- POSTED: 25 Dec 2013 06:23
This graph is an experimental feature that tracks number of views over time.
US Secretary of State John Kerry on Tuesday urged both South Sudan President Salva Kiir and his sacked vice president turned rebel leader Riek Machar to stop fighting and open talks, the State Department said.
WASHINGTON: US Secretary of State John Kerry on Tuesday urged both South Sudan President Salva Kiir and his sacked vice president turned rebel leader Riek Machar to stop fighting and open talks, the State Department said.
Kerry called both men and urged them to "accept a cessation of hostilities and begin mediated political talks," the State Department said in a statement.
Machar, whose forces have clashed several times in recent days with Kiir's troops, told Radio France Internationale: "Yes we are ready for talks. I have formed my delegation."
Kiir has said he too is ready for talks "without preconditions," in a meeting on Monday in Juba with US special envoy Donald Booth.
Booth was still in the South Sudanese capital on Tuesday to "attempt to secure final commitment" from both men to begin talks, the State Department said.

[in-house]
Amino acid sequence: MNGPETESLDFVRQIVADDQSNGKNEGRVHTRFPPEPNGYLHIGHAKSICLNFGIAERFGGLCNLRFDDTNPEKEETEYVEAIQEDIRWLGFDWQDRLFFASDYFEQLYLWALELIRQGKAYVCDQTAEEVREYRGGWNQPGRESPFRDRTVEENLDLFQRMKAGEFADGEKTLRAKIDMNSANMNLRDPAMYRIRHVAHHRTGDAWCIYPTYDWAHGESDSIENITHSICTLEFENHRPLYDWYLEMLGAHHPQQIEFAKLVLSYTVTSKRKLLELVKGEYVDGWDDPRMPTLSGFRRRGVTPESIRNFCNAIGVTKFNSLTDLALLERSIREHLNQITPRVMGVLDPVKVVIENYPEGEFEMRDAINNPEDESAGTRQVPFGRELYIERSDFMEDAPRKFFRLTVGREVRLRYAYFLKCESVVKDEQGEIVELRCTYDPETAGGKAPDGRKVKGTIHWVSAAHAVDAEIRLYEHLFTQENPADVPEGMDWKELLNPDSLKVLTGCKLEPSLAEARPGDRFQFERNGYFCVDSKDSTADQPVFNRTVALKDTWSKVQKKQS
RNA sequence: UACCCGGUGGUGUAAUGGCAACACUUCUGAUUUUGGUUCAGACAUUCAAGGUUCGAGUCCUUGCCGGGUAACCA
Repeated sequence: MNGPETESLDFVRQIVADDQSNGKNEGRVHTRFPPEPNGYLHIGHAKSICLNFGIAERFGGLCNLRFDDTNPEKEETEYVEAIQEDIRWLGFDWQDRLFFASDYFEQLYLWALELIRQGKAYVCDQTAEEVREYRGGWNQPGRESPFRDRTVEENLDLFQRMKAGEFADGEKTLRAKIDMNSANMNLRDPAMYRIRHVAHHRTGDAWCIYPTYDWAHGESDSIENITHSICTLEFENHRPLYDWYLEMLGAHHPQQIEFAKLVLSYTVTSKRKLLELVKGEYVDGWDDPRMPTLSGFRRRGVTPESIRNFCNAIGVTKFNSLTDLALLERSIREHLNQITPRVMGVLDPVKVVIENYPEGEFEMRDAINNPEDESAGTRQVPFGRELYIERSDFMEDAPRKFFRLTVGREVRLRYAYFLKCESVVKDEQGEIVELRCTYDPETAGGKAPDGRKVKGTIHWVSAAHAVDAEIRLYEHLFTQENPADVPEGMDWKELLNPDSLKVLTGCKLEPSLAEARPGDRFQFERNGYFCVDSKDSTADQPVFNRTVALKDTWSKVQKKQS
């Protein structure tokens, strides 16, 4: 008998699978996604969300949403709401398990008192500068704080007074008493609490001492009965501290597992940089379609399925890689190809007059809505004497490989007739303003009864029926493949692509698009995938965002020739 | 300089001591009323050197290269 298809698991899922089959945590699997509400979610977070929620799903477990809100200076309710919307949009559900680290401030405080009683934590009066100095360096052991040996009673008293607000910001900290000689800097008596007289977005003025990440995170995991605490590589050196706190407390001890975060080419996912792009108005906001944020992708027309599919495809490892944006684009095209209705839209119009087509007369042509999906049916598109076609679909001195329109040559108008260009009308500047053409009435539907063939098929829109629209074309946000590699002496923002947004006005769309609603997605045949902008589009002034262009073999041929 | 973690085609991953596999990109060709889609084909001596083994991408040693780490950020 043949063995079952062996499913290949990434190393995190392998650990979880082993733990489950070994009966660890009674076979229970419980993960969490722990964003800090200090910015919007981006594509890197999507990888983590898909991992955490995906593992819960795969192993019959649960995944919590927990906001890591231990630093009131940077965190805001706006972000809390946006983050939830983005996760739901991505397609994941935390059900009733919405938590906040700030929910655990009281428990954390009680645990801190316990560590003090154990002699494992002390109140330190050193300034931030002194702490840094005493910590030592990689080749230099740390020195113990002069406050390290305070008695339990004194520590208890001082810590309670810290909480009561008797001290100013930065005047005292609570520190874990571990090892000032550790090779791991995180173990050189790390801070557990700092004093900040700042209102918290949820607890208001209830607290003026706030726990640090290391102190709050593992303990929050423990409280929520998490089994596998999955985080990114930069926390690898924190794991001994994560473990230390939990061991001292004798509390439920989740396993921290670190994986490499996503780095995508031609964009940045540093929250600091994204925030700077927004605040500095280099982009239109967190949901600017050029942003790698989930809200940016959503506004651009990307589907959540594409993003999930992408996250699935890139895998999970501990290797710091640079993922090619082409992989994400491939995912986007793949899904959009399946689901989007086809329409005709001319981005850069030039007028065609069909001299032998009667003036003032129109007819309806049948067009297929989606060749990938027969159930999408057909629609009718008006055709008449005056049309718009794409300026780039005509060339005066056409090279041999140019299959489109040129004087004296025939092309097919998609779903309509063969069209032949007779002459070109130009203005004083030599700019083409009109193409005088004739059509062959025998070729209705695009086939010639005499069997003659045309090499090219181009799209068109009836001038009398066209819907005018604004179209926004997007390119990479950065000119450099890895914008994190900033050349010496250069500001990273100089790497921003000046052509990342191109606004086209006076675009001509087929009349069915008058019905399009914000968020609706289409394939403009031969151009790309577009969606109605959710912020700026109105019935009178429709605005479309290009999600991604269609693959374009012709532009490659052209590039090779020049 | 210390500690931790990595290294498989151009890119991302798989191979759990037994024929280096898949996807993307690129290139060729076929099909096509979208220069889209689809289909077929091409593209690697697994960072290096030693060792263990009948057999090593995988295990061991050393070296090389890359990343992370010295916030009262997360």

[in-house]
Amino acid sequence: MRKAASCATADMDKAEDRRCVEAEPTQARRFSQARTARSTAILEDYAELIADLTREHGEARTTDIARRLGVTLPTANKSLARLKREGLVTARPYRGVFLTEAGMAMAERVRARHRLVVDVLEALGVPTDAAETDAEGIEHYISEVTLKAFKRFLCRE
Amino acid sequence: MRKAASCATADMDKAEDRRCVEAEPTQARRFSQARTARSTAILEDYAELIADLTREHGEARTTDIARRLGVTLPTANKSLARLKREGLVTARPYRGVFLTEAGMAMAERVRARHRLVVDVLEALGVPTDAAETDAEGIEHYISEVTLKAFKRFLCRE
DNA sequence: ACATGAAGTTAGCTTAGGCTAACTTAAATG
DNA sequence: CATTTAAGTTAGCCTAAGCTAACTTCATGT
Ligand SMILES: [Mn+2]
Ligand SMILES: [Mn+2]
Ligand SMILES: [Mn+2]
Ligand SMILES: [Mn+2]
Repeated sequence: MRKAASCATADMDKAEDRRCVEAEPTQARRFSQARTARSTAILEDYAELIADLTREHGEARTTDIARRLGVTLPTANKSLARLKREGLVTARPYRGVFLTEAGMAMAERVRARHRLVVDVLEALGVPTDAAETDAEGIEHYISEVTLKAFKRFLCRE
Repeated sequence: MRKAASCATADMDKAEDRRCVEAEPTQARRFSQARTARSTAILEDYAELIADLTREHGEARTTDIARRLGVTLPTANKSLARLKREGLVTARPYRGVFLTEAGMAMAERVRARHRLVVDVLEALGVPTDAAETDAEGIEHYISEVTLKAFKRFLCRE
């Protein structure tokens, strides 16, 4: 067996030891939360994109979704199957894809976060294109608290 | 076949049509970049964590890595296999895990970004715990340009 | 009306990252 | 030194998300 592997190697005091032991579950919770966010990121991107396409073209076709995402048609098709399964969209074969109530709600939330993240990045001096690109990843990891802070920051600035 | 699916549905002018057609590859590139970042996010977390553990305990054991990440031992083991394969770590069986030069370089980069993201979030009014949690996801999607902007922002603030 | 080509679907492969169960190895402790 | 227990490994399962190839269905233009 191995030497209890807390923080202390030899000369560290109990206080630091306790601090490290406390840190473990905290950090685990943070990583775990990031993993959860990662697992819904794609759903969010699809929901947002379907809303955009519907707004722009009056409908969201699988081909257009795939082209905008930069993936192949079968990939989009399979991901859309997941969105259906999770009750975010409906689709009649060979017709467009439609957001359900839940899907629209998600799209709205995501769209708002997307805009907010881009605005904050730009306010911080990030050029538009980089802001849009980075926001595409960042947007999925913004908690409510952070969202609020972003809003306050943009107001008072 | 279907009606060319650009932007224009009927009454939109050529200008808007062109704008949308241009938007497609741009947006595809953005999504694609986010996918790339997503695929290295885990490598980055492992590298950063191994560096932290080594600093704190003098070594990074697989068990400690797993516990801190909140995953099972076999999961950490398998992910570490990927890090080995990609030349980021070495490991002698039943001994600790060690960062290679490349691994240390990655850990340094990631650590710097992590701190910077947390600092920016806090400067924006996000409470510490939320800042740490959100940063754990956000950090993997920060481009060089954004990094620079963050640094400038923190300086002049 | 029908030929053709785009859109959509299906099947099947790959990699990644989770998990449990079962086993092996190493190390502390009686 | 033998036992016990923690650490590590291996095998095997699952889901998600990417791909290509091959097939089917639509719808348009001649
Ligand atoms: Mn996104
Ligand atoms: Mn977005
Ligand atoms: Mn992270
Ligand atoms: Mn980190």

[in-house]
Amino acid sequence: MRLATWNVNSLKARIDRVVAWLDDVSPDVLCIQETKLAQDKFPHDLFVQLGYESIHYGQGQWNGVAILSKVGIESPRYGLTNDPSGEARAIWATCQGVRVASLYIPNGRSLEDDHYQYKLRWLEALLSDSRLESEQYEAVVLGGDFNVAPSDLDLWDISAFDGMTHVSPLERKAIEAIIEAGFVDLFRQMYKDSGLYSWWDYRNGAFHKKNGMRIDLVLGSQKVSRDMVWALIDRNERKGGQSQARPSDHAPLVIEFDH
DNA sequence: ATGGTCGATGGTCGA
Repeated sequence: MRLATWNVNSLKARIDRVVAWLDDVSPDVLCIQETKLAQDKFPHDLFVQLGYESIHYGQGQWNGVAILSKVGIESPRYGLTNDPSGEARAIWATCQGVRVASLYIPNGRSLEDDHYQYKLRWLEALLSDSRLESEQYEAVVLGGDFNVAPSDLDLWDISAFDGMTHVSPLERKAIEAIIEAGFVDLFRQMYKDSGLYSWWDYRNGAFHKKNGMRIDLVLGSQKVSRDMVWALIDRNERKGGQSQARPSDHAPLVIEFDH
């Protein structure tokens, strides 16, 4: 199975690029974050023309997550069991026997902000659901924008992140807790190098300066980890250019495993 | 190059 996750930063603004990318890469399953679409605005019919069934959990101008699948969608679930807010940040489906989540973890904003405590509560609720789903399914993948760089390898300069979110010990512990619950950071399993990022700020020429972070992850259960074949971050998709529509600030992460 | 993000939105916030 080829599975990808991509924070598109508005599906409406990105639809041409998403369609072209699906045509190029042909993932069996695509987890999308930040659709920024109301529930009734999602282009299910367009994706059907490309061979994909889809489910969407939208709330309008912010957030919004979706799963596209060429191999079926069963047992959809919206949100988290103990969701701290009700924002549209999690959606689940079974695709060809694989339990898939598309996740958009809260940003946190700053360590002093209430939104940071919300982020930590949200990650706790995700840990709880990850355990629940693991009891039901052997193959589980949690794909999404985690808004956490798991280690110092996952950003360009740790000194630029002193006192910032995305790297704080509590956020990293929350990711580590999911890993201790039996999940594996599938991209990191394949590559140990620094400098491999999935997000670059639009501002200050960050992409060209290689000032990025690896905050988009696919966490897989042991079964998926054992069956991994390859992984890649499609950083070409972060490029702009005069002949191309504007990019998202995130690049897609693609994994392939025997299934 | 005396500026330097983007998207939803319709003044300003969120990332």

"The United States urges all parties in the crisis in South Sudan to implement an immediate cessation of hostilities," it said.
"This will offer critical humanitarian access to populations in dire need and open a space for a mediated political dialogue between the opposing sides."
South Sudan, which formally declared independence in July 2011 and is still the world's youngest country, has long been unruly but dramatically erupted into more intense violence last week.
Troops loyal to rivals Kiir and Machar are battling for territory and control of oil resources, and there have been reports of atrocities against civilians and of massacres targeted along ethnic lines.
The United States has been very active on the diplomatic front as tensions have risen, with President Barack Obama making several statements, Kerry working the phones and Booth in the region.
Some 400 Americans have been evacuated from South Sudan, and the US military deployed a special Marine Corps unit and aircraft to the Horn of Africa to prepare for possible further evacuations.
The United Nations (UN) Security Council on Tuesday approved the deployment of nearly 6,000 extra peacekeepers to the country, where government forces have recaptured the key town of Bor after a nearly week-long rebel occupation.
Thousands of South Sudanese have been killed in the violence, with reports of bodies piled in mass graves, the UN said on Tuesday.